Tensions were running high, applications to the fund were complicated and the Aberfan people were proud.  The complacency those families had to deal with was unacceptable, something had to be done.   Perversely the Barrister in charge was now installed in the newly built offices at Merthyr Town Hall, paid for by The Aberfan Disaster Fund.  A demand for £150,000 for clearance of the tips, was also paid to the government and the NCB. ‘To make the area safe,’ they said!

The journalist John Summers was plagued by the residents plight, out of desperation he contacted The Free Wales Army. When The FWA heard of the miscarriage of justice, they knew they had to take action. The fact that the families had had to pay for their own children’s funerals was abhorrent.  Whilst using the fund to pay for the clearance of the tips, was just another insufferable, smack in the face to all of those families who were experiencing enough pain already.  They vowed to challenge the authoritarian figures in charge of releasing monies from the fund.  Not just challenge, they would make sure that the bereaved families received what they were entitled to.

Dennis Coslett and David Bonar Thomas met with The Aberfan Residents Committee to discuss immediate action.  The following day a press conference was called, the venue, The Morlais Castle public house.  More than fifty Free Wales Army representatives, dressed in their uniforms marched through Merthyr High Street.  Flags flying, white eagles adorned their berets, as they proudly sang their battle hymn:

 

“Behold the Red Dragon Flag,

Is floating across the silver sea,

And the soul of Wales is crying,

In the very heart of me.

 

Crying Justice, Crying Vengeance,

Pray my sons for strength anew,

For the many that’ll be dying,

At the falling of the dew…

 

They issued forth an ultimatum to be printed by the many press present:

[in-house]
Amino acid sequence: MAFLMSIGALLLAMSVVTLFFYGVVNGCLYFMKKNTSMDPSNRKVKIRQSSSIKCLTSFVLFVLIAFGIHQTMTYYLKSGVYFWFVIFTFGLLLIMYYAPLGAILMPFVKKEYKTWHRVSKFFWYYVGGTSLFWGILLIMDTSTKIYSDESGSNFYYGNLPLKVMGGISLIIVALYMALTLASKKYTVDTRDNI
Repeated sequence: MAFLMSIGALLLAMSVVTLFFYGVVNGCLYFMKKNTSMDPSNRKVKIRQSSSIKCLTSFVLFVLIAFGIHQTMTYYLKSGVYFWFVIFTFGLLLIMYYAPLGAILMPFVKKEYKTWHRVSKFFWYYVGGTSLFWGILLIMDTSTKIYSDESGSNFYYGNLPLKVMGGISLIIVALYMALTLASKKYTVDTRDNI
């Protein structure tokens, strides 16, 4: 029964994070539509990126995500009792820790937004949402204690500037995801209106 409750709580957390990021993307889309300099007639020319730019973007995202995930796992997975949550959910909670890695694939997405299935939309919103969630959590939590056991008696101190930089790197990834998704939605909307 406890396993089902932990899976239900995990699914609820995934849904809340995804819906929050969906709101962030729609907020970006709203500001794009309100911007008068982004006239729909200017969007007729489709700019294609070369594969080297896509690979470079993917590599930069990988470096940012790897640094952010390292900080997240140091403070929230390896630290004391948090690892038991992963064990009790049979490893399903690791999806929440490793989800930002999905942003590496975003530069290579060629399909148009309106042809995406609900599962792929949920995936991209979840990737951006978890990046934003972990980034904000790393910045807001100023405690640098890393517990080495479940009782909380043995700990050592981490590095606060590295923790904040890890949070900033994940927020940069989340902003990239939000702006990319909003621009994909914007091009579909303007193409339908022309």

£5000 must be paid to each family within one week or let the consequences be on your heads.  Our first action will be to bomb The Town Hall where the disaster fund committee sits.  Next the acting solicitor, then the treasury if we must.  If all that fails we’ll blow up The County Government Offices and then The Government Offices in Cardiff.

 

The money came forth within a matter of days.  Now a memorial for those who died could be erected. The families of Aberfan had waited almost a year for this money.

 

The following was printed in The Daily Telegraph magazine on 6th October 1967:

 

Families of the 116 dead children are to get £5,000 each, but the rest of the huge Aberfan disaster fund sits at Merthyr Tydfil, where the man who launched it says: ‘Even when all the survivors are dead, still most of the fund will be unspent. Then it will go to the Exchequer.’

 

The fund was growing fast, there was over £1,800,000, but people were saying that the money was being used to give Merthyr Town a facelift!

 

Why did the government pay out so quickly after the intervention of the FWA? Well, prior to 1967, the Free Wales Army had been linked to a bombing that took place in the Clwedog Valley in March 1966.  A forage cap dropped in the area with their emblem on had thrown suspicion upon the Nationalist group, but nothing had ever been proved.  However, the incident had resulted in them now being under the surveillance of The Regional Crime Squad.